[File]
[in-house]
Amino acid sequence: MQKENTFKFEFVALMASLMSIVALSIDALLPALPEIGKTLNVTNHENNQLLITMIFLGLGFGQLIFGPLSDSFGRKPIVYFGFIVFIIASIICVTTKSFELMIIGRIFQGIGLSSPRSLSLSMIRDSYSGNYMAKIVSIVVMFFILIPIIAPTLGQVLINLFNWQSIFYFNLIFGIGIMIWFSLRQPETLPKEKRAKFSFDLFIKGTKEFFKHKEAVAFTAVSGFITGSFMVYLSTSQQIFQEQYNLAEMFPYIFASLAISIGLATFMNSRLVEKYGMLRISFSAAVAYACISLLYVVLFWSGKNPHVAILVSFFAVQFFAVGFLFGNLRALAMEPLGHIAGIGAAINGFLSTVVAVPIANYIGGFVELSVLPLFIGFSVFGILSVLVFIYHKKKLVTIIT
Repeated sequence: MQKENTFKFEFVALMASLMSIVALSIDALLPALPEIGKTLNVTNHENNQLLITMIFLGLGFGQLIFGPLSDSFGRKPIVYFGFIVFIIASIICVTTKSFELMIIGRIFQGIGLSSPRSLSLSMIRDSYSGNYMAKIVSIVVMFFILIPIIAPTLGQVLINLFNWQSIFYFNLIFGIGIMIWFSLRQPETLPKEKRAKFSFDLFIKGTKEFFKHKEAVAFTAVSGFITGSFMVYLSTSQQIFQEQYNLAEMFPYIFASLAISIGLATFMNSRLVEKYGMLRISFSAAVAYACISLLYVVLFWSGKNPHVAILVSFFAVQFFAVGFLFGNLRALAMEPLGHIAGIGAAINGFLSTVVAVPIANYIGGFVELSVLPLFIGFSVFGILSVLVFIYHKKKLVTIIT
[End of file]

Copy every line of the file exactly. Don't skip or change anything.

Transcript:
[in-house]
Amino acid sequence: MQKENTFKFEFVALMASLMSIVALSIDALLPALPEIGKTLNVTNHENNQLLITMIFLGLGFGQLIFGPLSDSFGRKPIVYFGFIVFIIASIICVTTKSFELMIIGRIFQGIGLSSPRSLSLSMIRDSYSGNYMAKIVSIVVMFFILIPIIAPTLGQVLINLFNWQSIFYFNLIFGIGIMIWFSLRQPETLPKEKRAKFSFDLFIKGTKEFFKHKEAVAFTAVSGFITGSFMVYLSTSQQIFQEQYNLAEMFPYIFASLAISIGLATFMNSRLVEKYGMLRISFSAAVAYACISLLYVVLFWSGKNPHVAILVSFFAVQFFAVGFLFGNLRALAMEPLGHIAGIGAAINGFLSTVVAVPIANYIGGFVELSVLPLFIGFSVFGILSVLVFIYHKKKLVTIIT
Repeated sequence: MQKENTFKFEFVALMASLMSIVALSIDALLPALPEIGKTLNVTNHENNQLLITMIFLGLGFGQLIFGPLSDSFGRKPIVYFGFIVFIIASIICVTTKSFELMIIGRIFQGIGLSSPRSLSLSMIRDSYSGNYMAKIVSIVVMFFILIPIIAPTLGQVLINLFNWQSIFYFNLIFGIGIMIWFSLRQPETLPKEKRAKFSFDLFIKGTKEFFKHKEAVAFTAVSGFITGSFMVYLSTSQQIFQEQYNLAEMFPYIFASLAISIGLATFMNSRLVEKYGMLRISFSAAVAYACISLLYVVLFWSGKNPHVAILVSFFAVQFFAVGFLFGNLRALAMEPLGHIAGIGAAINGFLSTVVAVPIANYIGGFVELSVLPLFIGFSVFGILSVLVFIYHKKKLVTIIT